Professor Alec Ryrie, University of Durham 
The Revd Dr Robert Tobin, Oriel College, University of Oxford 
Revd Dr William Whyte, St John’s College Oxford 
The Rt Revd Dr Alan Wilson, Bishop of Buckingham  
Professor John Wolffe, The Open University, President of the Ecclesiastical History Society  
Professor Linda Woodhead, University of Lancaster 

Monday, 17 February 2014

The Structure of Moral Revolutions

Kwame Anthony Appiah is a Ghanaian Cambridge / Princeton historian who has examined how moral revolutions happen. He studied practices like duelling, slavery, and footbinding in China. Moral practice does not develop in straight lines, but by a process of subterranean build up followed by swift surface disruption. What seemed unthinkable suddenly, over a single generation, becomes the social norm.

Appiah’s key concept is Honour. In 1790’s England, the traditional honourable thing to do when gentlemen fell out seriously was to fight a duel. Very soon after 1800, all of a sudden, it wasn’t any more — the honourable thing became not to fight a duel.

Such changes are always led by small groups living out their beliefs. They survive and flourish, like eighteenth century Quakers and Evangelicals, by aligning their ideals and their lives. The more their powerful opponents try to bolster the status quo by pleading what “everybody knows” the more they make it plain that everybody does not know what their small group does any more. All others see is ambiguity, defensiveness and hypocrisy. From then on in, reiterating anti- arguments actually backfires and promotes change.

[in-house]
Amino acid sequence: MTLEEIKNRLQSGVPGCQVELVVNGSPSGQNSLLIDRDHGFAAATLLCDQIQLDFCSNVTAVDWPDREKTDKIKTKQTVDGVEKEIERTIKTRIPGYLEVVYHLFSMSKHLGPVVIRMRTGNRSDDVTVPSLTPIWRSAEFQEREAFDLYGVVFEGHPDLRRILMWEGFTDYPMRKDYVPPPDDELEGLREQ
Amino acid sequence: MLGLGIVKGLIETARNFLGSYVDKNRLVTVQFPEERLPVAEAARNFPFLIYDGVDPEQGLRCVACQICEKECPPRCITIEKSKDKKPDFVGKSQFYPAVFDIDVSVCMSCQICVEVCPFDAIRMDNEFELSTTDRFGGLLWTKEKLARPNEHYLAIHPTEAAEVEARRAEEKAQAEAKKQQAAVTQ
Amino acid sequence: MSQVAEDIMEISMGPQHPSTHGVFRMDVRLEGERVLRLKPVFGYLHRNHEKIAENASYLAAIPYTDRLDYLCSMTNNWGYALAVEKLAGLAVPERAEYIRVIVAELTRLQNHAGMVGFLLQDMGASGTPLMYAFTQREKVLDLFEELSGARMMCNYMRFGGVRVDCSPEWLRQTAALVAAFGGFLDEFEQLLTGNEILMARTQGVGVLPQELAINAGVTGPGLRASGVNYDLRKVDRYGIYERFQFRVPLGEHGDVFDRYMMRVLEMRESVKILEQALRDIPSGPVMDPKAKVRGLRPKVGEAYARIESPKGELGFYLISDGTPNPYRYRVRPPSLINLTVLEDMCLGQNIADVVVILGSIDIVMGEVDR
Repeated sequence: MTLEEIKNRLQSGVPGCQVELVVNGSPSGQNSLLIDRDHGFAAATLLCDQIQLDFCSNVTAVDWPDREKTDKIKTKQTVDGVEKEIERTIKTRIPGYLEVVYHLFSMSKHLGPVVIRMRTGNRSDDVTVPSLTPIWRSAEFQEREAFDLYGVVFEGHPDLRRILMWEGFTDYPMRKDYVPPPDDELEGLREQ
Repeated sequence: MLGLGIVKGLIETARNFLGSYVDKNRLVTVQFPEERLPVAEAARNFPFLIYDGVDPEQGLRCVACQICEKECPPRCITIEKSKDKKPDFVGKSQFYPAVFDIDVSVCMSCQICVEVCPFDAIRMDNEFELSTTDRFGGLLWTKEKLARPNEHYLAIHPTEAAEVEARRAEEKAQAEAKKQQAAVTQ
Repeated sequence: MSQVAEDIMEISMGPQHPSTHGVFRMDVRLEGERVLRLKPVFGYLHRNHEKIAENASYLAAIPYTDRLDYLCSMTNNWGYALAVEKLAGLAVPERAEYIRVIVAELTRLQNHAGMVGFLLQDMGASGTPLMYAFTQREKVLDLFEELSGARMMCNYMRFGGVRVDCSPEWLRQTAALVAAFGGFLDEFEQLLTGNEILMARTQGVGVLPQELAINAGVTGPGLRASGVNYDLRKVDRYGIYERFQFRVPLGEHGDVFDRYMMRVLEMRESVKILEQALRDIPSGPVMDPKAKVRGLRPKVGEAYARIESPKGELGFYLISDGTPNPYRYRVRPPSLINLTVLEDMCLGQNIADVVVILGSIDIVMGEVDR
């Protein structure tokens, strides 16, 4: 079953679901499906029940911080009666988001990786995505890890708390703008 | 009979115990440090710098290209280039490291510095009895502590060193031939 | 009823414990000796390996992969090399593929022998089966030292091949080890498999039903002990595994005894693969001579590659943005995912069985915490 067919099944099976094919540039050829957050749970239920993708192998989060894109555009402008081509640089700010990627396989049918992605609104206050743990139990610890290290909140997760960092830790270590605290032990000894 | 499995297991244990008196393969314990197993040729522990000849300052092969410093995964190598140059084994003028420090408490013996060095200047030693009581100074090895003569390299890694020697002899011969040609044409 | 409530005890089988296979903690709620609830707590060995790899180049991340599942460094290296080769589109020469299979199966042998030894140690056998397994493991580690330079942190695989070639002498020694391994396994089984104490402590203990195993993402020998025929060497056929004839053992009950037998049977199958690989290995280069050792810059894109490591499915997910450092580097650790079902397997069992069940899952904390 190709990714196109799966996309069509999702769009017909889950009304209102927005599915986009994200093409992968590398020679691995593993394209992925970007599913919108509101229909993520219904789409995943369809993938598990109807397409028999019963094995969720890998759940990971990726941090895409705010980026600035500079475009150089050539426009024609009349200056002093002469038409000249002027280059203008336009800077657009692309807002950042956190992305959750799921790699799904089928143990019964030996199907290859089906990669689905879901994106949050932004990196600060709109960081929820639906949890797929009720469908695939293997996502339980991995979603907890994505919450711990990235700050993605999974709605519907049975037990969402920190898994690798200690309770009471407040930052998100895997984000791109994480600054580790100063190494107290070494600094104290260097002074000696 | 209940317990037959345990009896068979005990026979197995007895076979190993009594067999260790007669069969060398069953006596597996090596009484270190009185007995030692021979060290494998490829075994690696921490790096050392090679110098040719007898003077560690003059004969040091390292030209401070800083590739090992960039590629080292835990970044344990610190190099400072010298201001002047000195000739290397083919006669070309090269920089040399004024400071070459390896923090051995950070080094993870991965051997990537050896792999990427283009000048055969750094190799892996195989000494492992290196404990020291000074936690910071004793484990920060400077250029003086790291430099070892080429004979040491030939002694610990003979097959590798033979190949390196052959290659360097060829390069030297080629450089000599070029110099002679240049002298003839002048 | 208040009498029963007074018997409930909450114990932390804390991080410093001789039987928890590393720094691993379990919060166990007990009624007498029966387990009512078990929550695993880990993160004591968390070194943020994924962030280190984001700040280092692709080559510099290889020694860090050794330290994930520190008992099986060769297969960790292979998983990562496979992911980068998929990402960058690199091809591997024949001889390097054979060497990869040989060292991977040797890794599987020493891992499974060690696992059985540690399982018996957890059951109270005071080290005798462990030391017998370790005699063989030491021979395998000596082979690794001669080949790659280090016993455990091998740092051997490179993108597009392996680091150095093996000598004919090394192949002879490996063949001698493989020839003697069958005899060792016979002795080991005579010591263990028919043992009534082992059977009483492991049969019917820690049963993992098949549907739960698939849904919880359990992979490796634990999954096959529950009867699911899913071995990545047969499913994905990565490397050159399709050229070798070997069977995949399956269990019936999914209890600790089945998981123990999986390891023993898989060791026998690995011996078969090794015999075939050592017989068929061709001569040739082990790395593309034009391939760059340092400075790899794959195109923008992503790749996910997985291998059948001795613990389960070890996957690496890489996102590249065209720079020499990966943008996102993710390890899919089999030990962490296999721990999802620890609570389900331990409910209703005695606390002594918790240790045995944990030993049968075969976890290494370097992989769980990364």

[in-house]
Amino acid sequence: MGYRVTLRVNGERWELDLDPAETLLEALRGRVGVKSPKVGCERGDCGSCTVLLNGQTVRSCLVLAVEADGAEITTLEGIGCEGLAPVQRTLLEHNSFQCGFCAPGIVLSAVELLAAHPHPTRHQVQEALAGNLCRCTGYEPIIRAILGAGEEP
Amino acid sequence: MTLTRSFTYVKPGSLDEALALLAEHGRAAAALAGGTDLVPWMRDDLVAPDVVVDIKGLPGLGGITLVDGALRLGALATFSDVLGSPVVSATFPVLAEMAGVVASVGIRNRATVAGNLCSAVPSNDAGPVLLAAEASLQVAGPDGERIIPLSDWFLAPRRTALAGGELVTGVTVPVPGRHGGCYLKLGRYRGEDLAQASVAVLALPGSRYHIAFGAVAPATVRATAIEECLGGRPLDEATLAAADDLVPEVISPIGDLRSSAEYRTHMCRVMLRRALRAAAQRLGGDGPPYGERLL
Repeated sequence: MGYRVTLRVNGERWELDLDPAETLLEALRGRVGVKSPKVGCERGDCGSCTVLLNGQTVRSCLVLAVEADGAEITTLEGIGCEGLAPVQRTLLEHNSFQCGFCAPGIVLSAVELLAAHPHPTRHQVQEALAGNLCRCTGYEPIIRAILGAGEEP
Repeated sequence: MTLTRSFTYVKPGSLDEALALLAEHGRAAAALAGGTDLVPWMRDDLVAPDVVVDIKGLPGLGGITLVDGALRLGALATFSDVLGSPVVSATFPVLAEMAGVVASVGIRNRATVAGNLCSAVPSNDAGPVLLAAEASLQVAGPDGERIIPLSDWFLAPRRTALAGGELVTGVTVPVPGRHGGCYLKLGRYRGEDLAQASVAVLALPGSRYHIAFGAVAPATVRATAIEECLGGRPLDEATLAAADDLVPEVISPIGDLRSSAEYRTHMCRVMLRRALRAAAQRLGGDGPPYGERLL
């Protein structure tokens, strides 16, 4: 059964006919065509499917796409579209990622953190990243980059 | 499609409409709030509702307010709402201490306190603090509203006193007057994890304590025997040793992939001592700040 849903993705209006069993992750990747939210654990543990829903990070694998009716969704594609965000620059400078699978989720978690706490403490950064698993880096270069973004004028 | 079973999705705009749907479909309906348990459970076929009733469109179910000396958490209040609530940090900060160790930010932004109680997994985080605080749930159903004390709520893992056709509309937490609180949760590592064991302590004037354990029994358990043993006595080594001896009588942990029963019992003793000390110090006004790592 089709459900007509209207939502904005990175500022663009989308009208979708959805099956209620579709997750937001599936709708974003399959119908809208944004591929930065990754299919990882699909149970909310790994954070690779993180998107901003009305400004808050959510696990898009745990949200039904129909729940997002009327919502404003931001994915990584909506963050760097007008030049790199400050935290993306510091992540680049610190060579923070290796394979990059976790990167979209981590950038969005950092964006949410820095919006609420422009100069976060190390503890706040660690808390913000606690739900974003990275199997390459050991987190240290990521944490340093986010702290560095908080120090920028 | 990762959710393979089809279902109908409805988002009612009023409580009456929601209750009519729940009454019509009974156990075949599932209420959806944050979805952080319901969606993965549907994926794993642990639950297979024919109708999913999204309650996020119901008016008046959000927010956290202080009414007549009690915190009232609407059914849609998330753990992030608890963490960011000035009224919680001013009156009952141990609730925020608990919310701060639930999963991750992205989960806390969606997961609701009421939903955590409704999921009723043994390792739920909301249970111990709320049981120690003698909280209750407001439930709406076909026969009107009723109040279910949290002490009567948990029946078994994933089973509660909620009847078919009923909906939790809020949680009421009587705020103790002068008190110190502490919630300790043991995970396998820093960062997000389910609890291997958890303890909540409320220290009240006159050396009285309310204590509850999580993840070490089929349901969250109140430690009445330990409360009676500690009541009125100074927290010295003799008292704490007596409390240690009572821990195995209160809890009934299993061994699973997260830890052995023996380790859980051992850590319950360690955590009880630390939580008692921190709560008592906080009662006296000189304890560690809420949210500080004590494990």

A moral revolution throughout the developed world fits professor Appiah’s schema perfectly. It has normalised gay people, entitling them to respect and equal treatment.  Narrow changes in social attitudes to homosexuals are only a small part of a far broader mellowing in the way people see others, partly in reaction to the barbarities, cheapening of life and suffering experienced in the total wars of the twentieth century. These privilege respect, and the cherishing of human dignity.

Like every a moral revolution the process has deep roots. It touches many aspects of life, including capital punishment, child beating, sweated labour, racism, discrimination and violence against women. The assumption that gay people have a stunted capacity to give and receive love and to structure their households around permanent commitment, has collapsed for most people under 50. Articulations of the old morality suddenly appear outrageous, for moral reasons.

Tragically, churches too often position themselves on the trailing edge of moral change — 1950's C of E bishops railed against the abolition of hanging, quoting the Bible and warning of social collapse. Now it's this. Often they are comfortable people with an enhanced sense of their own virtue who do not know personally the harshness that necessitates change. Jesus pointed out Pharisees can change, and longed for them to be born again, but it's a harder process. They have more face to lose.

So what should everyone do? Professor Appiah:
Create organizations which commit themselves to implementing the norm, not just as a norm of morality, but as a norm, as a convention of everyday life, as it were, as something you are going to live by, then you can be one of the key figures in... if you create such institutions, you can begin one of these revolutions.  And I think that in all of these sorts of cases—there was an anti-dueling society in England—in all of these cases it is very important to get people organized around the new norm and it’s kind of exciting to be in those societies because of the thing I said earlier, which is that you can see that you’re on the right side because other people, the people who are engaging in the old norm, the norm you’re challenging, already know in their hearts, in part of their hearts at least, that what they’re doing is objectionable in some way, that it’s causing unnecessary pain, that It’s denying people things they are entitled to.